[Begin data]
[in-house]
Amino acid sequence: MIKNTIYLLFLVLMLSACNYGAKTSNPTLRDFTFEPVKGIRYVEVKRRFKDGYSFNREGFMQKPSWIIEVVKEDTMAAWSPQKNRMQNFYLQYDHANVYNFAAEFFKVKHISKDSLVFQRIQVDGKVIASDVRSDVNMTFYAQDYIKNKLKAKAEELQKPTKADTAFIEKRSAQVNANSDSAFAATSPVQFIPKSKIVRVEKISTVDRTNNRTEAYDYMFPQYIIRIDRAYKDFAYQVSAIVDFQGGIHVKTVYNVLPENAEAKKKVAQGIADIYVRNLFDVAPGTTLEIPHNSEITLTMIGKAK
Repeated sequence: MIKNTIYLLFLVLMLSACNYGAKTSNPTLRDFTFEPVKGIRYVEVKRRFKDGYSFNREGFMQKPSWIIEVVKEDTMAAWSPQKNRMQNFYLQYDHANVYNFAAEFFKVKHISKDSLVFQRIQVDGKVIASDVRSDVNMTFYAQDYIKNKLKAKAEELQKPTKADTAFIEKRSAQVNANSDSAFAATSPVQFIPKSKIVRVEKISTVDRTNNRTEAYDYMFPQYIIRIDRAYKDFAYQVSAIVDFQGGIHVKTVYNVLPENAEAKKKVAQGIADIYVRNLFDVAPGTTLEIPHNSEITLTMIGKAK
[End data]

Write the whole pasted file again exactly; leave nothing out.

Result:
[in-house]
Amino acid sequence: MIKNTIYLLFLVLMLSACNYGAKTSNPTLRDFTFEPVKGIRYVEVKRRFKDGYSFNREGFMQKPSWIIEVVKEDTMAAWSPQKNRMQNFYLQYDHANVYNFAAEFFKVKHISKDSLVFQRIQVDGKVIASDVRSDVNMTFYAQDYIKNKLKAKAEELQKPTKADTAFIEKRSAQVNANSDSAFAATSPVQFIPKSKIVRVEKISTVDRTNNRTEAYDYMFPQYIIRIDRAYKDFAYQVSAIVDFQGGIHVKTVYNVLPENAEAKKKVAQGIADIYVRNLFDVAPGTTLEIPHNSEITLTMIGKAK
Repeated sequence: MIKNTIYLLFLVLMLSACNYGAKTSNPTLRDFTFEPVKGIRYVEVKRRFKDGYSFNREGFMQKPSWIIEVVKEDTMAAWSPQKNRMQNFYLQYDHANVYNFAAEFFKVKHISKDSLVFQRIQVDGKVIASDVRSDVNMTFYAQDYIKNKLKAKAEELQKPTKADTAFIEKRSAQVNANSDSAFAATSPVQFIPKSKIVRVEKISTVDRTNNRTEAYDYMFPQYIIRIDRAYKDFAYQVSAIVDFQGGIHVKTVYNVLPENAEAKKKVAQGIADIYVRNLFDVAPGTTLEIPHNSEITLTMIGKAK